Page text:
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Volume 10, Number 2—February 2004
THEME ISSUE
2004 SARS Edition

SARS Epidemiology

SARS Surveillance during Emergency Public Health Response, United States, March–July 2003

Stephanie J. Schrag*Comments to Author , John T. Brooks*, Chris Van Beneden*, Umesh D. Parashar*, Patricia M. Griffin*, Larry J. Anderson*, William J. Bellini*, Robert F. Benson*, Dean D. Erdman*, Alexander Klimov*, Thomas G. Ksiazek*, Teresa C.T. Peret*, Deborah F. Talkington*, W. Lanier Thacker*, Maria L. Tondella*, Jacquelyn S. Sampson*, Allen W. Hightower*, Dale F. Nordenberg*, Brian D. Plikaytis*, Ali S. Khan*, Nancy E. Rosenstein*, Tracee A. Treadwell*, Cynthia G. Whitney*, Anthony E. Fiore*, Tonji M. Durant*, Joseph F. Perz*, Annemarie Wasley*, Daniel Feikin*, Joy L. Herndon*, William A. Bower*, Barbara W. Kilbourn*, Deborah A. Levy*, Victor G. Coronado*, Joanna Buffington*, Clare A. Dykewicz*, Rima F. Khabbaz*, and Mary E. Chamberland*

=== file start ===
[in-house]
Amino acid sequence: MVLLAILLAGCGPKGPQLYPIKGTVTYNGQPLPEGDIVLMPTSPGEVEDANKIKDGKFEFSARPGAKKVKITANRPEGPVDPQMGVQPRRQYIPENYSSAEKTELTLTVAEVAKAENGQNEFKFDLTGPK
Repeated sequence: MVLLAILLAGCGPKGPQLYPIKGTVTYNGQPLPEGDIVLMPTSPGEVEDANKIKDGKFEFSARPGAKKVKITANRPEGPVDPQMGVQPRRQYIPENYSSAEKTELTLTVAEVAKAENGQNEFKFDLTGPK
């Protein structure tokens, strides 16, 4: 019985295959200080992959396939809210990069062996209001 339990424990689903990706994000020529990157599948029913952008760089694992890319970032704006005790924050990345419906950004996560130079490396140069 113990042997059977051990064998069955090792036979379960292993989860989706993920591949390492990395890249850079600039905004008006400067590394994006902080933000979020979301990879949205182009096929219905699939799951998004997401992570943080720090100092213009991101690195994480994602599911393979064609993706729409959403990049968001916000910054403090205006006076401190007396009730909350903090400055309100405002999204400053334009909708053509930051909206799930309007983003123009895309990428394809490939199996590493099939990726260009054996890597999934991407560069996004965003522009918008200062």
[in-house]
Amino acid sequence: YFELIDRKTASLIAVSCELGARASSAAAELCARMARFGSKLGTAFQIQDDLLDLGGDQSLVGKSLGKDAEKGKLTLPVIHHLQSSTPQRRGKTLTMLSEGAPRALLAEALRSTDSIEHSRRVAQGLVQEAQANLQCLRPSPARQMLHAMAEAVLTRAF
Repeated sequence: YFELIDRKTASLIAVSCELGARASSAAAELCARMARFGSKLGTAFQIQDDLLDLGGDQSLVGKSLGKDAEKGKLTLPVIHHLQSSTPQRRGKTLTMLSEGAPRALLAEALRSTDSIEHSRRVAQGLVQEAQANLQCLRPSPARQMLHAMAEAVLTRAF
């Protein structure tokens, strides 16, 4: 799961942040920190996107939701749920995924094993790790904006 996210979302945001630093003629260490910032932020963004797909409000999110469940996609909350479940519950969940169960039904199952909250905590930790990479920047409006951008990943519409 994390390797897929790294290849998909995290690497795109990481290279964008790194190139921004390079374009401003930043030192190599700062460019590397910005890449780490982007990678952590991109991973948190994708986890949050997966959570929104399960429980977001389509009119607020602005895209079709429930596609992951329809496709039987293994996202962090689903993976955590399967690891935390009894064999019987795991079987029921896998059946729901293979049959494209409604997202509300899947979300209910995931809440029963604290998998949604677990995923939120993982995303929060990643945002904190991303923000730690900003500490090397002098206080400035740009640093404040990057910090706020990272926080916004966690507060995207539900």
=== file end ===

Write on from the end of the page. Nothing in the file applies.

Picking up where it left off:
Author affiliations: *Centers for Disease Control and Prevention, Atlanta, Georgia, USA

Main Article

Figure 2

Number of suspect and probable cases of severe acute respiratory syndrome (SARS) cases reported to Centers for Disease Control and Prevention March 17–July 30, 2003, by state of residence (N = 398). (SARS-CoV, severe acute respiratory syndrome–associated coronavirus)

Figure 2. Number of suspect and probable cases of severe acute respiratory syndrome (SARS) cases reported to Centers for Disease Control and Prevention March 17–July 30, 2003, by state of residence (N = 398). (SARS-CoV, severe acute respiratory syndrome–associated coronavirus)

Main Article

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